Prepare grill for direct-heat cooking over hot charcoal (high heat for gas). Put parmesan in a medium bowl and add olive oil in a slow stream, whisking. Whisk in lime juice, garlic, chipotles, and 1/4 teaspoon each of salt and pepper. Rub vegetable oil on corn and cut sides of avocados, then season with 1/8 teaspoon each of salt and pepper. Grill avocados, cut sides down, and corn, covered only if using a gas grill, turning corn occasionally, until golden-brown, 3 to 4 minutes. Peel avocados and thinly slice. Cut corn kernels from cobs. Toss romaine with dressing and serve topped with avocado and corn.

TIP: Corn and avocados can be grilled, in batches if necessary, in a lightly oiled hot grill pan over medium-high heat.

Recipe originally found here.

MAIN DISH: Lean Turkey Burgers

Turkey or chicken burgers can be up to 90% leaner than beef and often contains less fat. But just because it’s leaner doesn’t mean it needs to be any less juicy or tasty.

INGREDIENTS (makes 4 burger patties)

  • 1 pound of ground turkey
  • 1 (1 ounce) package of ranch dressing mix
  • 1 egg
  • 3 cloves of garlic, minced
  • ¼ cup Worcestershire sauce
  • Salt and pepper to taste

PREPARATION

  1. Preheat an outdoor grill for medium-high heat and lightly oil the grate.
  2. Knead together the turkey, ranch mix, egg, garlic, Worcestershire sauce, seasoned salt and pepper in a bowl until evenly combined; divide into 4 equal portions and form into patties.
  3. Cook on the preheated grill about 5 minutes per side for well done. Add any veggie toppings you’d like. Try it on a whole-wheat bun with some fresh tomatoes, onions and lettuce.

Recipe originally found here.

Dessert: Flag Fruit Kabobs

Show your patriotic spirit with a healthy, flag-themed fruit spread.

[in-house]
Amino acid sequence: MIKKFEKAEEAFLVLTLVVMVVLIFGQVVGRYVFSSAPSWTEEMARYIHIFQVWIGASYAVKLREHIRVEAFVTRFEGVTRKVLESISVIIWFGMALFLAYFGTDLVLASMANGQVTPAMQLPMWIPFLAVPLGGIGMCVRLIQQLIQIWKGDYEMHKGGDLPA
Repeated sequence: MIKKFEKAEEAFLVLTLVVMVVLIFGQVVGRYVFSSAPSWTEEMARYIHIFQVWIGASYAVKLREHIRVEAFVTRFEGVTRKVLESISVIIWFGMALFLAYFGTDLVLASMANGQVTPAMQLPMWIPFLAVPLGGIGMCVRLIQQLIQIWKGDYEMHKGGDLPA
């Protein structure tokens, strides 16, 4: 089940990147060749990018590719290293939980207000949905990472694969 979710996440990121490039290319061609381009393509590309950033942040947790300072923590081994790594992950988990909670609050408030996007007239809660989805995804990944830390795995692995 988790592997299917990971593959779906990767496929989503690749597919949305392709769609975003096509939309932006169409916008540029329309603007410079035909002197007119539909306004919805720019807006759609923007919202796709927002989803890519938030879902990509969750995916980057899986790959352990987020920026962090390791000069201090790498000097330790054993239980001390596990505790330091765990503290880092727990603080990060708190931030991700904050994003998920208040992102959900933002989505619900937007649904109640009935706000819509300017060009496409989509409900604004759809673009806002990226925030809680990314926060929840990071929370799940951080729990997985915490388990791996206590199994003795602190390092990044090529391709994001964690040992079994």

INGREDIENTS

  • Fresh strawberries
  • Fresh Blueberries
  • Fresh Bananas
  • Kabob sticks

PREPARATION

Wash fruit and place on a paper towel to dry. Cut the stems off the strawberries, slice the bananas into sections of 5-6 pieces. Using a kabob stick, slide the fruit onto the stick—placing equal amounts of blueberries at the top of 5 kabobs—and arrange on a platter.

Recipe originally found here.

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Boston Children’s research in the news

image: flickr /christopher.woo

Boston Children’s Hospital made the headlines this week, when major news outlets across the globe reported on new studies from many of our researchers.

We’re well known for our world-class care and innovative approach to pediatrics, but did you know we also have a long, distinguished tradition in clinical research? And on more than one occasion that research has advanced not just pediatric care, but all of medicine.

Here’s a quick recap of some of our recent research coverage:

David Ludwig, MD, PhD

Researchers Cara Ebbeling, PhD, and David Ludwig, MD, PhD, of the New Balance Foundation Obesity Prevention Center Boston Children’s Hospitalthis week published a study in the Journal of the American Medical Association (JAMA), suggesting that all calories aren’t created equal. The study looked at three diets (low-fat, low-carb and low-glycemic) in order to see which helped participants keep pounds off after losing weight. Even though all three diets consisted of the same amount of calories, the low-glycemic diet came out on top.

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Are all calories created equal?

David Ludwig, MD, PhD Boston Children's Hospital

Historically, people who lose weight have a hard time keeping it off long-term. Most people believe it’s due to lack of adherence to diets or lost motivation, but recent research finds that not all calories are the same—and that following a low-glycemic diet that works with a person’s changing metabolism could help maintain weight loss.